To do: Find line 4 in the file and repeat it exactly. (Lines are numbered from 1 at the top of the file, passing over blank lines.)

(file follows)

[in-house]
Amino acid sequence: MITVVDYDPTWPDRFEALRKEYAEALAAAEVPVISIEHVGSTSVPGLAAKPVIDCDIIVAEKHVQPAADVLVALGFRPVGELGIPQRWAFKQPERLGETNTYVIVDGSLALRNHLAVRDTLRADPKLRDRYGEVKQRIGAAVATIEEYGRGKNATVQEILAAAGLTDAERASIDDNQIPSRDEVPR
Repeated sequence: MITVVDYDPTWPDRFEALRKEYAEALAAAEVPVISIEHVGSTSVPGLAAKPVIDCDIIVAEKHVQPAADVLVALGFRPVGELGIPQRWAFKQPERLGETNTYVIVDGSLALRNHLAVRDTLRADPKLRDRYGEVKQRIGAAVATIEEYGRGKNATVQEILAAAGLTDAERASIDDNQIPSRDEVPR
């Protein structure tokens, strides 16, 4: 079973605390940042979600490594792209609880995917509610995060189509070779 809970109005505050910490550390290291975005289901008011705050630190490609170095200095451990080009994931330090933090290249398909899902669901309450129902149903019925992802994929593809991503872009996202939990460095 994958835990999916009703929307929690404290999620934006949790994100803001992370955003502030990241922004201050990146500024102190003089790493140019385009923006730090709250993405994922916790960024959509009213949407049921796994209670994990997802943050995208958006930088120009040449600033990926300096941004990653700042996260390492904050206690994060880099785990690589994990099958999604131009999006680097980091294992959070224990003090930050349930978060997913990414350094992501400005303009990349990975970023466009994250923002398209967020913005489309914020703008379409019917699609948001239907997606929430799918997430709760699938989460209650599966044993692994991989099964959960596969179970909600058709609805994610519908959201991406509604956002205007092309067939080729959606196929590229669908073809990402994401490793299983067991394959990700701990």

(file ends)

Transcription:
């Protein structure tokens, strides 16, 4: 079973605390940042979600490594792209609880995917509610995060189509070779 809970109005505050910490550390290291975005289901008011705050630190490609170095200095451990080009994931330090933090290249398909899902669901309450129902149903019925992802994929593809991503872009996202939990460095 994958835990999916009703929307929690404290999620934006949790994100803001992370955003502030990241922004201050990146500024102190003089790493140019385009923006730090709250993405994922916790960024959509009213949407049921796994209670994990997802943050995208958006930088120009040449600033990926300096941004990653700042996260390492904050206690994060880099785990690589994990099958999604131009999006680097980091294992959070224990003090930050349930978060997913990414350094992501400005303009990349990975970023466009994250923002398209967020913005489309914020703008379409019917699609948001239907997606929430799918997430709760699938989460209650599966044993692994991989099964959960596969179970909600058709609805994610519908959201991406509604956002205007092309067939080729959606196929590229669908073809990402994401490793299983067991394959990700701990």